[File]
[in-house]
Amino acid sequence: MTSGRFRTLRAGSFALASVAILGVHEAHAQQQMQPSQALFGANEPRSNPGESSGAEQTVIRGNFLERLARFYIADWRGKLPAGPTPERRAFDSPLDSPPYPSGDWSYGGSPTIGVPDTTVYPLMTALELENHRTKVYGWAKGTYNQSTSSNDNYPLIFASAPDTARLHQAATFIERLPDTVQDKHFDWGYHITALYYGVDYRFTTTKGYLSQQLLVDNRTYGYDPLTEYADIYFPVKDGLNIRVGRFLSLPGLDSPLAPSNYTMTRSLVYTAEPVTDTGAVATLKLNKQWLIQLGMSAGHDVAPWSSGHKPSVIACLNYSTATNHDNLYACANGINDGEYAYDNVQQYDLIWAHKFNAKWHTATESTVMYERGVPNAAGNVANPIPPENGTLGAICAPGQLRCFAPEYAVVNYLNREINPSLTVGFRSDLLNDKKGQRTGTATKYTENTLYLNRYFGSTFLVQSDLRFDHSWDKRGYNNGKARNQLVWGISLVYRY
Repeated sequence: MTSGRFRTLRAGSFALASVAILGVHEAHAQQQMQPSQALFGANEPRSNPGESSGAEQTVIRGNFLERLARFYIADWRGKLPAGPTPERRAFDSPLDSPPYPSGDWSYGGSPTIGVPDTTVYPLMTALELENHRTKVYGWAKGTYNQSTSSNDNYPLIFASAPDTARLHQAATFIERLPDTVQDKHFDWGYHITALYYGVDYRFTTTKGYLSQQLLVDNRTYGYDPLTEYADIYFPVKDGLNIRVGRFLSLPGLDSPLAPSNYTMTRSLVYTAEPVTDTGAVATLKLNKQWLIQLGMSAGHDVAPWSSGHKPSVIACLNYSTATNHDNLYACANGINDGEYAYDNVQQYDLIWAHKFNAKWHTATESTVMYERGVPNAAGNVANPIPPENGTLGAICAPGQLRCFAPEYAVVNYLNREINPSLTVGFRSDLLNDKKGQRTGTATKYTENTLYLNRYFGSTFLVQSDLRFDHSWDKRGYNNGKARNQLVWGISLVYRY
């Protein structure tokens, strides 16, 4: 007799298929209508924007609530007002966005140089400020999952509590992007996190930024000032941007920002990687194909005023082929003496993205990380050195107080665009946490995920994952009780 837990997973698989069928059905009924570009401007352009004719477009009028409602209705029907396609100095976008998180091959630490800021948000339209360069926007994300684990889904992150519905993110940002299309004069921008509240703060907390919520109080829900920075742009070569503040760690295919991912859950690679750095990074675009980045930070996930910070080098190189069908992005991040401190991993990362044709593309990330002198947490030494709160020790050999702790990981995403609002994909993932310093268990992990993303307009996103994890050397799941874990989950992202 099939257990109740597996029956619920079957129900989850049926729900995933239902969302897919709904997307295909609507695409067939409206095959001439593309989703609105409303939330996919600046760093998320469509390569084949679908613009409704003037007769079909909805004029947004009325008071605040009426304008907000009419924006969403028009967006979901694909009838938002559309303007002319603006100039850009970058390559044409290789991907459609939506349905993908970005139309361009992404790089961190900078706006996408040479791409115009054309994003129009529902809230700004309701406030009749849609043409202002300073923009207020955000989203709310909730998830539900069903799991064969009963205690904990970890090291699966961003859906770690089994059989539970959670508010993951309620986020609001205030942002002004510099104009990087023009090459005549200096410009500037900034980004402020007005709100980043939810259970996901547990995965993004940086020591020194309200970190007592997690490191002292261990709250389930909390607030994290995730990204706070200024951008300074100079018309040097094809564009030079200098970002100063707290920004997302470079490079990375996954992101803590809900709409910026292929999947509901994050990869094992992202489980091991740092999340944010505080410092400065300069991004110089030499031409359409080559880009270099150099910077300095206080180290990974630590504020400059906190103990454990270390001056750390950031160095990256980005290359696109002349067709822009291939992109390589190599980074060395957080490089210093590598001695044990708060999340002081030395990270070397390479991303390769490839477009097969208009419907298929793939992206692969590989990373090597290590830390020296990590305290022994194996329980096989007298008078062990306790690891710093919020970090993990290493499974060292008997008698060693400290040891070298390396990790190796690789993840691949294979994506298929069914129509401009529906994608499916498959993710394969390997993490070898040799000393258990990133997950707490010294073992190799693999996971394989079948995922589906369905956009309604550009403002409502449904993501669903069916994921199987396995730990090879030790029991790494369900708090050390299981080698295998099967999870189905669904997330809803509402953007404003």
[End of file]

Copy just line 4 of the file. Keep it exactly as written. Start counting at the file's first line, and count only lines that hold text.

């Protein structure tokens, strides 16, 4: 007799298929209508924007609530007002966005140089400020999952509590992007996190930024000032941007920002990687194909005023082929003496993205990380050195107080665009946490995920994952009780 837990997973698989069928059905009924570009401007352009004719477009009028409602209705029907396609100095976008998180091959630490800021948000339209360069926007994300684990889904992150519905993110940002299309004069921008509240703060907390919520109080829900920075742009070569503040760690295919991912859950690679750095990074675009980045930070996930910070080098190189069908992005991040401190991993990362044709593309990330002198947490030494709160020790050999702790990981995403609002994909993932310093268990992990993303307009996103994890050397799941874990989950992202 099939257990109740597996029956619920079957129900989850049926729900995933239902969302897919709904997307295909609507695409067939409206095959001439593309989703609105409303939330996919600046760093998320469509390569084949679908613009409704003037007769079909909805004029947004009325008071605040009426304008907000009419924006969403028009967006979901694909009838938002559309303007002319603006100039850009970058390559044409290789991907459609939506349905993908970005139309361009992404790089961190900078706006996408040479791409115009054309994003129009529902809230700004309701406030009749849609043409202002300073923009207020955000989203709310909730998830539900069903799991064969009963205690904990970890090291699966961003859906770690089994059989539970959670508010993951309620986020609001205030942002002004510099104009990087023009090459005549200096410009500037900034980004402020007005709100980043939810259970996901547990995965993004940086020591020194309200970190007592997690490191002292261990709250389930909390607030994290995730990204706070200024951008300074100079018309040097094809564009030079200098970002100063707290920004997302470079490079990375996954992101803590809900709409910026292929999947509901994050990869094992992202489980091991740092999340944010505080410092400065300069991004110089030499031409359409080559880009270099150099910077300095206080180290990974630590504020400059906190103990454990270390001056750390950031160095990256980005290359696109002349067709822009291939992109390589190599980074060395957080490089210093590598001695044990708060999340002081030395990270070397390479991303390769490839477009097969208009419907298929793939992206692969590989990373090597290590830390020296990590305290022994194996329980096989007298008078062990306790690891710093919020970090993990290493499974060292008997008698060693400290040891070298390396990790190796690789993840691949294979994506298929069914129509401009529906994608499916498959993710394969390997993490070898040799000393258990990133997950707490010294073992190799693999996971394989079948995922589906369905956009309604550009403002409502449904993501669903069916994921199987396995730990090879030790029991790494369900708090050390299981080698295998099967999870189905669904997330809803509402953007404003």